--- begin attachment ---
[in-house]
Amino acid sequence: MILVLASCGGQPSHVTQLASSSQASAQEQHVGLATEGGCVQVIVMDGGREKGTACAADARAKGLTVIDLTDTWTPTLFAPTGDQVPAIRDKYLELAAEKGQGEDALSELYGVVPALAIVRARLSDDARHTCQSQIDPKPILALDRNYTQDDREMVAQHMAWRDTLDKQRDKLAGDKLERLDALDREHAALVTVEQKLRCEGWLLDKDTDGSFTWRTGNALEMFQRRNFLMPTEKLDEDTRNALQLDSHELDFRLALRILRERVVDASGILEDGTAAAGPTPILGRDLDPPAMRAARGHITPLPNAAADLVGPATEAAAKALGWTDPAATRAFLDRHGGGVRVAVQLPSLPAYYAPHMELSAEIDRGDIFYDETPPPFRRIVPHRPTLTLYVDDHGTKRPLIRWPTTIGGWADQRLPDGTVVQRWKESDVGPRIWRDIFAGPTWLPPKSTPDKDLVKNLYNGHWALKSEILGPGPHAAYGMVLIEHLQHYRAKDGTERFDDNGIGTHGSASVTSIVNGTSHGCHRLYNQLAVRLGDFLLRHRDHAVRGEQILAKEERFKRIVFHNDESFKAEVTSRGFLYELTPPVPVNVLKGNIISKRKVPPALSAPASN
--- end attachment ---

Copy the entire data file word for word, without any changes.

[in-house]
Amino acid sequence: MILVLASCGGQPSHVTQLASSSQASAQEQHVGLATEGGCVQVIVMDGGREKGTACAADARAKGLTVIDLTDTWTPTLFAPTGDQVPAIRDKYLELAAEKGQGEDALSELYGVVPALAIVRARLSDDARHTCQSQIDPKPILALDRNYTQDDREMVAQHMAWRDTLDKQRDKLAGDKLERLDALDREHAALVTVEQKLRCEGWLLDKDTDGSFTWRTGNALEMFQRRNFLMPTEKLDEDTRNALQLDSHELDFRLALRILRERVVDASGILEDGTAAAGPTPILGRDLDPPAMRAARGHITPLPNAAADLVGPATEAAAKALGWTDPAATRAFLDRHGGGVRVAVQLPSLPAYYAPHMELSAEIDRGDIFYDETPPPFRRIVPHRPTLTLYVDDHGTKRPLIRWPTTIGGWADQRLPDGTVVQRWKESDVGPRIWRDIFAGPTWLPPKSTPDKDLVKNLYNGHWALKSEILGPGPHAAYGMVLIEHLQHYRAKDGTERFDDNGIGTHGSASVTSIVNGTSHGCHRLYNQLAVRLGDFLLRHRDHAVRGEQILAKEERFKRIVFHNDESFKAEVTSRGFLYELTPPVPVNVLKGNIISKRKVPPALSAPASN